Many spa store owners are laser-focused on the three commandments of refining a retail business: improving customer experience, sales conversion, and, ultimately, profitability. But case studies and an enormous body of anecdotal evidence suggest one compelling sales counter exchange can boost all three of those business segments.

Offer customers consumer financing. 

“When I hear a dealer say they don’t need consumer financing because all their customers pay cash, the first thing I think is: you’re missing out on 50% of sales,” says Jim Sueppel, VP of Sales at Bullfrog Spas. “We know not everybody can pay cash for hot tubs, but they would qualify for financing. So by not offering it, you are turning away sales.”

Retailers aren’t just losing sales, notes Todd Shannon, Bullfrog’s VP of Business Development, they are hurting profitability. “Study after study shows that leveraging consumer financing improves customer experience and profitability.”

Shannon conducted a case study involving a spa retailer who shifted from a cash-only to a finance model. The switch completely transformed business.

“Here’s the number that will make sense to the general reader,” he said, referencing the study. “The store’s margin went up 14 percent, and its profit increased 70 percent year-over-year. The number of units they sold went up 40 percent. The average sale price went up 11 percent, and the average amount of accessories sold went up 64 percent.”

The Reasons for Resistance

With growth like that, why are spa dealers resistant to offering consumer financing?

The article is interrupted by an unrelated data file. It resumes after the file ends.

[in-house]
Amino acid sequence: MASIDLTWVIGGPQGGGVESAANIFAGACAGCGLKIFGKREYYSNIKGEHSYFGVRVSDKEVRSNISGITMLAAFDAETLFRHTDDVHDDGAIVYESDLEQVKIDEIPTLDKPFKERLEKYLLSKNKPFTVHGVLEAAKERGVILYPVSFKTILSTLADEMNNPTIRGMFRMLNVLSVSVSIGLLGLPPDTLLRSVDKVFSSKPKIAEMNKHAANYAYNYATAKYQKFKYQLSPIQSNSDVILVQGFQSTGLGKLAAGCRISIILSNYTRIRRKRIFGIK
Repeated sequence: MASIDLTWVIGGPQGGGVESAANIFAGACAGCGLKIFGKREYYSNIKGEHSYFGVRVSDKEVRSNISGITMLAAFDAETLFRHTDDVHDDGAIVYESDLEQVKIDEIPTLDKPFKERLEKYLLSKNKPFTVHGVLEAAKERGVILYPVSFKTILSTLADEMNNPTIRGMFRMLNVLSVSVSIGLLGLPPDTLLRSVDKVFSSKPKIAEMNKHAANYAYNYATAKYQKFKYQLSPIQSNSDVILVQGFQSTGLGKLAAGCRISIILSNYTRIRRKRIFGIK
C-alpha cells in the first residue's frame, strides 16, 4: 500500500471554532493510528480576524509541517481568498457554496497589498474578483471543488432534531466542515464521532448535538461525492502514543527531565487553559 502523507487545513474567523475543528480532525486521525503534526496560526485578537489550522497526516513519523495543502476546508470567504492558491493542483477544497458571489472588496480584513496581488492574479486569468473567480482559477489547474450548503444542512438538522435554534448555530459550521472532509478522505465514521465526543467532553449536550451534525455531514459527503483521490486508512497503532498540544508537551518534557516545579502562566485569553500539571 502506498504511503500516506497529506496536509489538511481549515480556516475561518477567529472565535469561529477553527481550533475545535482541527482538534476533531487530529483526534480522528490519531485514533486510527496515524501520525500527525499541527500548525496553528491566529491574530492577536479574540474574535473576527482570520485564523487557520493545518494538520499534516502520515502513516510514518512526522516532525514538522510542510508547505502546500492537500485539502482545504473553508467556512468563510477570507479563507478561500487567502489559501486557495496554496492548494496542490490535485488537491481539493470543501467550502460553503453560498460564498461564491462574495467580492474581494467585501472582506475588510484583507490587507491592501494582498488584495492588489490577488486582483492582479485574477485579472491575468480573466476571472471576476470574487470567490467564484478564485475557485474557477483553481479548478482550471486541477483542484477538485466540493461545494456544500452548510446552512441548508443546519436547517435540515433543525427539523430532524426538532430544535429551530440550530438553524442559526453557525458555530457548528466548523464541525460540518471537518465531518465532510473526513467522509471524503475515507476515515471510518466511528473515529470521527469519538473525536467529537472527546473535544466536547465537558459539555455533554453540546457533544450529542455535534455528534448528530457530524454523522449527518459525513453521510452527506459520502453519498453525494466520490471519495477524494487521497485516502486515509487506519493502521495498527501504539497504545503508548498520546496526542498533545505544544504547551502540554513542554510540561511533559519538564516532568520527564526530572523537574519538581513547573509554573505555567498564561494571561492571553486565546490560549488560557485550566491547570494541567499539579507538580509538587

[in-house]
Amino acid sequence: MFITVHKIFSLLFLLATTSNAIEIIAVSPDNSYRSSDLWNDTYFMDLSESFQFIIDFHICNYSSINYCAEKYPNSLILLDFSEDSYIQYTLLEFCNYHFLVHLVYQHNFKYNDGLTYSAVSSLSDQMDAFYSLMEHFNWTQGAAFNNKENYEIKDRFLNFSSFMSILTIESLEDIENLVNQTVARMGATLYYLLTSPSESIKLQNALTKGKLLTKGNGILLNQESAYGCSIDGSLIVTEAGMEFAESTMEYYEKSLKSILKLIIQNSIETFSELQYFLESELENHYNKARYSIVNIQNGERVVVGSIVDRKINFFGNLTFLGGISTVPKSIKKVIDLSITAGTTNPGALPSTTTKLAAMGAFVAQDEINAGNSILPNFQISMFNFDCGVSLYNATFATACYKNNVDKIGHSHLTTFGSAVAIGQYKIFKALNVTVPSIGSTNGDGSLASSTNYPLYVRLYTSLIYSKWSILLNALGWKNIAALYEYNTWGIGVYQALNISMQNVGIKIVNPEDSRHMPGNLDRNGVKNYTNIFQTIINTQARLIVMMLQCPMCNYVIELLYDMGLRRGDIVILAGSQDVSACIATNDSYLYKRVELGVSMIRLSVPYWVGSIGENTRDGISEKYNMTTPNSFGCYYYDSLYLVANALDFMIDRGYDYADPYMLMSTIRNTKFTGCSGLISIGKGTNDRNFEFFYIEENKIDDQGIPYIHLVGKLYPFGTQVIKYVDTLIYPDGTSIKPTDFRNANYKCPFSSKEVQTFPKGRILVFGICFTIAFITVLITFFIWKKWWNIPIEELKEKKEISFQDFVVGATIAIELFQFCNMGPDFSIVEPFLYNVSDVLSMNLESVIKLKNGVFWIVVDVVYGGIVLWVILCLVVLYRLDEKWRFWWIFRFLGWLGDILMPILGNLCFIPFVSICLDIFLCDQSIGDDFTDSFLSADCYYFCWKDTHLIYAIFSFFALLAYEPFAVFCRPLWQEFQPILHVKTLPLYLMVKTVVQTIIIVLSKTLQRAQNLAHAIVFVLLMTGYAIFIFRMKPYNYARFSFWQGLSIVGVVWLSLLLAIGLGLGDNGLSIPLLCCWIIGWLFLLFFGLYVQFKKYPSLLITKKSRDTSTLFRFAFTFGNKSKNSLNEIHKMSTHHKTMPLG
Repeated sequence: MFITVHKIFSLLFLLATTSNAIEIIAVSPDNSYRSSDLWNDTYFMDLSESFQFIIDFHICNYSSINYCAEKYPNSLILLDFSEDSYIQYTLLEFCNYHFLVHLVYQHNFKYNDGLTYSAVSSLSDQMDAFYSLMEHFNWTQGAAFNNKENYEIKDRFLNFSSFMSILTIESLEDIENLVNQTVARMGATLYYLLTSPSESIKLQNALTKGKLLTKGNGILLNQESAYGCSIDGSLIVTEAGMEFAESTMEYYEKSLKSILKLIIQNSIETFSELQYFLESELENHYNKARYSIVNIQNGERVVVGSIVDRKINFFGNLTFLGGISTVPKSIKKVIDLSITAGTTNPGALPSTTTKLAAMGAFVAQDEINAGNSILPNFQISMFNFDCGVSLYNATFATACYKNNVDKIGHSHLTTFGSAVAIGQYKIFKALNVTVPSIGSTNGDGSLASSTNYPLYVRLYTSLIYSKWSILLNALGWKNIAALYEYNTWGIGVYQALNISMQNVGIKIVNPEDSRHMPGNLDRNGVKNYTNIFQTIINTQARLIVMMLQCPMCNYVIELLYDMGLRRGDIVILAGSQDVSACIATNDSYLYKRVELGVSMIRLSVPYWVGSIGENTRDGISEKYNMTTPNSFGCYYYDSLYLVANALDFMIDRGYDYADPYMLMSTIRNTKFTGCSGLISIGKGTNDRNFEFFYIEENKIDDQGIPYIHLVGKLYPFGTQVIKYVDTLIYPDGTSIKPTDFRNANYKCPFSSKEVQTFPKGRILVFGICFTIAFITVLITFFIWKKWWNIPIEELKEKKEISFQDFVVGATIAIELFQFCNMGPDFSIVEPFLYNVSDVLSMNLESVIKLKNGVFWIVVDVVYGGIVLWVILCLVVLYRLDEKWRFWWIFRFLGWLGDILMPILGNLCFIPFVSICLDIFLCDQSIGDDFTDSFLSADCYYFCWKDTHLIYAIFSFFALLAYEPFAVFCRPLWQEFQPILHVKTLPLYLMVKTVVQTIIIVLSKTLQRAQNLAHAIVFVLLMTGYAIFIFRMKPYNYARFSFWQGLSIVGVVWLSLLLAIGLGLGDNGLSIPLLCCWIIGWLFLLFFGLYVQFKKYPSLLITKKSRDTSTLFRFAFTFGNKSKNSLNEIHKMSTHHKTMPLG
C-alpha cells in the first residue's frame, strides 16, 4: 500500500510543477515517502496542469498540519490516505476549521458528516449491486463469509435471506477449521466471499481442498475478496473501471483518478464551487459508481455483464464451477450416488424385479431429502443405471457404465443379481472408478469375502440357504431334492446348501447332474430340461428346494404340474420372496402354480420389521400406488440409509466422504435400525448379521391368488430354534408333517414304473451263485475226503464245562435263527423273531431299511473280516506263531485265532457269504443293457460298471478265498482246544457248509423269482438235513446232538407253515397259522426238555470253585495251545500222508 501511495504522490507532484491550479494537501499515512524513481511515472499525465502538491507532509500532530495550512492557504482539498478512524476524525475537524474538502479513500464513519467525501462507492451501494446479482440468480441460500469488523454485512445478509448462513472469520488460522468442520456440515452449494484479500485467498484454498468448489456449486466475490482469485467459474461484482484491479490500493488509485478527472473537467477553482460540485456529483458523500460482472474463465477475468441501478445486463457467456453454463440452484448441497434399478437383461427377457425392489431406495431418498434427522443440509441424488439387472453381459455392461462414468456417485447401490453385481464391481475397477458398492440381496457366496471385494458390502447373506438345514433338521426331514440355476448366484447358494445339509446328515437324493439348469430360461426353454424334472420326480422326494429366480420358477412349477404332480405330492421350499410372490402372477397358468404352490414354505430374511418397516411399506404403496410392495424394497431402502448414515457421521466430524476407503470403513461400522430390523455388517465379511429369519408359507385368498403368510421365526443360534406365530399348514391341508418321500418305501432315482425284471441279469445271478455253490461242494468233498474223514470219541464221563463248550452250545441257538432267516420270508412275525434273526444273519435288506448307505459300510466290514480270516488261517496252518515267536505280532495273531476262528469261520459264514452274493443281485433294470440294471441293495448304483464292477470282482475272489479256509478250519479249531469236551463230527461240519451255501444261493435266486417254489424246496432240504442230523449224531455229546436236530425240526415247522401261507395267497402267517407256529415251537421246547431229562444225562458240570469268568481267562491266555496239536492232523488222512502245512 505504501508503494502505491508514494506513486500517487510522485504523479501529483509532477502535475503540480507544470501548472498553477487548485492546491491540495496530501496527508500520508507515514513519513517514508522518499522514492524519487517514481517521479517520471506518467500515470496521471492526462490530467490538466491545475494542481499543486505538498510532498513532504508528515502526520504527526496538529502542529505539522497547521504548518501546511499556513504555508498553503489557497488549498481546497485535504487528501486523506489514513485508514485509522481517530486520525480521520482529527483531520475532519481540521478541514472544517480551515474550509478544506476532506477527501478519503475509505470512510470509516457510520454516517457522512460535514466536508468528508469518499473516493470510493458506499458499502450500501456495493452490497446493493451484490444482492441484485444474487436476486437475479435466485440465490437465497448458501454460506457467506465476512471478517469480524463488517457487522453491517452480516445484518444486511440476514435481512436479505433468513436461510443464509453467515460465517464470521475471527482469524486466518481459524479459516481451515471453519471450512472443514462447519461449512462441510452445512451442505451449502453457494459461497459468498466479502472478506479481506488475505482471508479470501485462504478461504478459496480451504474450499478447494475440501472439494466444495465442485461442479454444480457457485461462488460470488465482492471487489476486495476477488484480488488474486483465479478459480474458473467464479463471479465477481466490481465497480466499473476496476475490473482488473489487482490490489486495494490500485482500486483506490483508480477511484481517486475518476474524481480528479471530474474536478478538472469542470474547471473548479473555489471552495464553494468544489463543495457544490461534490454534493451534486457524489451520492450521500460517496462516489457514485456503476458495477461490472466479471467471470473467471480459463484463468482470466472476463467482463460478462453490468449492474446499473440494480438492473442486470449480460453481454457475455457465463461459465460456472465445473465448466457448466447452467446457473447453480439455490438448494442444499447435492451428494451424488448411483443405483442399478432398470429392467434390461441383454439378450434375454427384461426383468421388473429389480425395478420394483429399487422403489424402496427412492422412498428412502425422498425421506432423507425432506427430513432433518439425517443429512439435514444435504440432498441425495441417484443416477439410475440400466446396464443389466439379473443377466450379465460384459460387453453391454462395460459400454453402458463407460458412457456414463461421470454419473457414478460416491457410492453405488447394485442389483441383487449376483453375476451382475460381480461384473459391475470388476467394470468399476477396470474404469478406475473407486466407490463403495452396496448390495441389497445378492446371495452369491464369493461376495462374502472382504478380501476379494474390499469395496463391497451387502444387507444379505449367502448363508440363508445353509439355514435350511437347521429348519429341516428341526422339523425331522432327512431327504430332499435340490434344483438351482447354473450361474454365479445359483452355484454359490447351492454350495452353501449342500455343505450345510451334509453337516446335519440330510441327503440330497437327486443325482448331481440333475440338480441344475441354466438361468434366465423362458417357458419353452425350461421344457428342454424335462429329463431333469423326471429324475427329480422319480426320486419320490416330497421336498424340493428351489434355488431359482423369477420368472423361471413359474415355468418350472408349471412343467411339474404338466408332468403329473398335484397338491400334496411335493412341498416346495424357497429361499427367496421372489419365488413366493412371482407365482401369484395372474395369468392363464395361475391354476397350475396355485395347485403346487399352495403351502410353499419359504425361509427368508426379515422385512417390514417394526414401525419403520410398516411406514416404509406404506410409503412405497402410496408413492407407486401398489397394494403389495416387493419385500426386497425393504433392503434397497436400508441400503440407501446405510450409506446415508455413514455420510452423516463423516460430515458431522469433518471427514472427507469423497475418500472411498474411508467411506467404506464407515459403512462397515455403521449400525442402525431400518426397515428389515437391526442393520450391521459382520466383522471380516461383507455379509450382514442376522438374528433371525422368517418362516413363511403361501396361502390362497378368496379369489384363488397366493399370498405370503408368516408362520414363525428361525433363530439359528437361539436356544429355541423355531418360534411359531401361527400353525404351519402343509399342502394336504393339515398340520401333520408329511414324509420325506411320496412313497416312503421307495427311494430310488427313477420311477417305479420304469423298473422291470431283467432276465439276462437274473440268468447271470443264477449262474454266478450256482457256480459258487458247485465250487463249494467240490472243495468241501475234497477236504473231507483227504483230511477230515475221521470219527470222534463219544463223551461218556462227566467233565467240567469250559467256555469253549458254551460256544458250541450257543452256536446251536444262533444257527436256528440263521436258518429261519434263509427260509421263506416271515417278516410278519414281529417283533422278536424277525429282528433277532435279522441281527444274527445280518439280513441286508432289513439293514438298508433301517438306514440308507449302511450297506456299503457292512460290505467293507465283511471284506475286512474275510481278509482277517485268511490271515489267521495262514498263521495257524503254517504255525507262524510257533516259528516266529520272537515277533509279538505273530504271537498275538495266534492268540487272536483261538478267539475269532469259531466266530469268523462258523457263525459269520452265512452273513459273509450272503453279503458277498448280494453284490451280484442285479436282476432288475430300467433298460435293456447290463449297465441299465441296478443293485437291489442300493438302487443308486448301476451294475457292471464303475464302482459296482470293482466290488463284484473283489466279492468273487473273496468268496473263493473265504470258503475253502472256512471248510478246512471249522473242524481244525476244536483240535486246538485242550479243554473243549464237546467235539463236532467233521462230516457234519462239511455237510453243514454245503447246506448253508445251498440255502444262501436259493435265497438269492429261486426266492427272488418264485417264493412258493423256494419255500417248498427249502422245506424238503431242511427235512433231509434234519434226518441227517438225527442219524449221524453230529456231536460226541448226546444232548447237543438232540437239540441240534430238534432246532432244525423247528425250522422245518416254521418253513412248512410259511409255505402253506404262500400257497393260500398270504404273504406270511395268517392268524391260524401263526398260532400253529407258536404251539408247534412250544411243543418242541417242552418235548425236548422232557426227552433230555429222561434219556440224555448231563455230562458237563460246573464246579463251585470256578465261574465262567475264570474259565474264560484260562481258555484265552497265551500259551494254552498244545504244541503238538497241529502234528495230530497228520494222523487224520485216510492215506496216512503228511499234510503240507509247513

The answer depends on the owner, of course. But most dealer objections center on three general concerns:

  • That consumer financing will burden a business with extra costs, as the business will pay a percentage of the sale to a financing company.
  • That financing means eliminating dealer discounts, which will hurt conversion rates.
  • Offering and executing financing is more trouble than it’s worth.
  • That customers who purchase luxury items have no interest in financing, so it’s unnecessary.

While all these concerns are understandable, Bullfrog’s sales experts believe spa retailers’ resistance to offering consumer financing is a case of perception. “If I have something that’s a cost center, I look to control those costs,” explains Shannon. “Instead, I encourage retailers to see financing as an opportunity center to either create a better customer experience or to help overcome common sales objections.”

With that last point in mind, here’s a point-by-point look at retailer concerns, and the case for offering consumer financing.

Extra Cost or Extra Profit

“Often a dealer will say, ‘financing will cost me X number of percent. I can’t afford that.’” recounts Shannon, noting that if a dealer offers a customer five-year financing with zero interest zero down payment, they might be charged as much as 15% of the sale.

For stores with cash-only pricing strategies, this is a legitimate concern.

However, data shows financing has a snowball effect on profits. Offering financing to customers not only increases conversion — often because it makes an expensive luxury item more affordable — it also increases average order size, according to multiple studies.

That’s because luxury item shoppers that use financing are more likely to go all-in on a purchase. When it comes to the accessory-rich world of expensive spas, Shannon reports retailers have found customers are more likely to add extra items at the initial purchase instead of waiting for their cash flow to improve.